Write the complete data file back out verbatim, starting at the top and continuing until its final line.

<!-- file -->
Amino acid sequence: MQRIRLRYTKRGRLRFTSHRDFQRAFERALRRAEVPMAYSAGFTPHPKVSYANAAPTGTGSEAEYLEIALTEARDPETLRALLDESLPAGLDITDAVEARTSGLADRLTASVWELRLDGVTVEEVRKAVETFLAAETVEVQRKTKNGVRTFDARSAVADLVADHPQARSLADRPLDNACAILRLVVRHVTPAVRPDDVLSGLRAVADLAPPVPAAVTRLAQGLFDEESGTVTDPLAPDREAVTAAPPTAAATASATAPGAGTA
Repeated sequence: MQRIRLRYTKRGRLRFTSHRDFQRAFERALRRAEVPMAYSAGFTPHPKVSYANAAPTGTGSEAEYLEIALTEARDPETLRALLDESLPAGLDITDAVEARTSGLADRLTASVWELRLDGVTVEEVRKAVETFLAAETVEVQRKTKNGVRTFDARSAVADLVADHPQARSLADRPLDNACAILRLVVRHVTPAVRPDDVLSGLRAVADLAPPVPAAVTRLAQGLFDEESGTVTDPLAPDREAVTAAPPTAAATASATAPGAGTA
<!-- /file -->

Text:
Amino acid sequence: MQRIRLRYTKRGRLRFTSHRDFQRAFERALRRAEVPMAYSAGFTPHPKVSYANAAPTGTGSEAEYLEIALTEARDPETLRALLDESLPAGLDITDAVEARTSGLADRLTASVWELRLDGVTVEEVRKAVETFLAAETVEVQRKTKNGVRTFDARSAVADLVADHPQARSLADRPLDNACAILRLVVRHVTPAVRPDDVLSGLRAVADLAPPVPAAVTRLAQGLFDEESGTVTDPLAPDREAVTAAPPTAAATASATAPGAGTA
Repeated sequence: MQRIRLRYTKRGRLRFTSHRDFQRAFERALRRAEVPMAYSAGFTPHPKVSYANAAPTGTGSEAEYLEIALTEARDPETLRALLDESLPAGLDITDAVEARTSGLADRLTASVWELRLDGVTVEEVRKAVETFLAAETVEVQRKTKNGVRTFDARSAVADLVADHPQARSLADRPLDNACAILRLVVRHVTPAVRPDDVLSGLRAVADLAPPVPAAVTRLAQGLFDEESGTVTDPLAPDREAVTAAPPTAAATASATAPGAGTA